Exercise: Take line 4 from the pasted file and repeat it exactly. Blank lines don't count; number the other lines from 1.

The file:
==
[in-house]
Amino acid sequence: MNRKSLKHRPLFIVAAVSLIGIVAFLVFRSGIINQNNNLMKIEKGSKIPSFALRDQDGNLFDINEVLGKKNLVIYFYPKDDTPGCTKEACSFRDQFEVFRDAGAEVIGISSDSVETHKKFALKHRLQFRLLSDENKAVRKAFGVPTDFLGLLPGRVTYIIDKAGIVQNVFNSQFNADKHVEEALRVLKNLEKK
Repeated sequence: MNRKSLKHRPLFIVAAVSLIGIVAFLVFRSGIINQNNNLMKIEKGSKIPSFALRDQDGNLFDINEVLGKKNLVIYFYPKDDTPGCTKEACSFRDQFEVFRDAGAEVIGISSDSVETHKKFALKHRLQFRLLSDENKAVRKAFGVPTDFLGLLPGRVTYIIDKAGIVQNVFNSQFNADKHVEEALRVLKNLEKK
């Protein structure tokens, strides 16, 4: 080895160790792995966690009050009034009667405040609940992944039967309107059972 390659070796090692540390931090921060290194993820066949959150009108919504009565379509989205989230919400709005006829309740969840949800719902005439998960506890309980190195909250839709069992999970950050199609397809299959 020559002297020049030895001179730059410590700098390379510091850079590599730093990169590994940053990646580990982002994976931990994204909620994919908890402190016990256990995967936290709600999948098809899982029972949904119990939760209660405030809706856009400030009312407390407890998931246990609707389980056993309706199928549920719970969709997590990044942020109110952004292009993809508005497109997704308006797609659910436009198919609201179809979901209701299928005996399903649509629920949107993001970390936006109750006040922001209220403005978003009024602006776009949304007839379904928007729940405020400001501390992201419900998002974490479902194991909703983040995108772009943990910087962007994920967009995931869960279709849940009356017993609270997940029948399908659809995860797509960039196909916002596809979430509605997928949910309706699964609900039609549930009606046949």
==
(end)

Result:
């Protein structure tokens, strides 16, 4: 080895160790792995966690009050009034009667405040609940992944039967309107059972 390659070796090692540390931090921060290194993820066949959150009108919504009565379509989205989230919400709005006829309740969840949800719902005439998960506890309980190195909250839709069992999970950050199609397809299959 020559002297020049030895001179730059410590700098390379510091850079590599730093990169590994940053990646580990982002994976931990994204909620994919908890402190016990256990995967936290709600999948098809899982029972949904119990939760209660405030809706856009400030009312407390407890998931246990609707389980056993309706199928549920719970969709997590990044942020109110952004292009993809508005497109997704308006797609659910436009198919609201179809979901209701299928005996399903649509629920949107993001970390936006109750006040922001209220403005978003009024602006776009949304007839379904928007729940405020400001501390992201419900998002974490479902194991909703983040995108772009943990910087962007994920967009995931869960279709849940009356017993609270997940029948399908659809995860797509960039196909916002596809979430509605997928949910309706699964609900039609549930009606046949």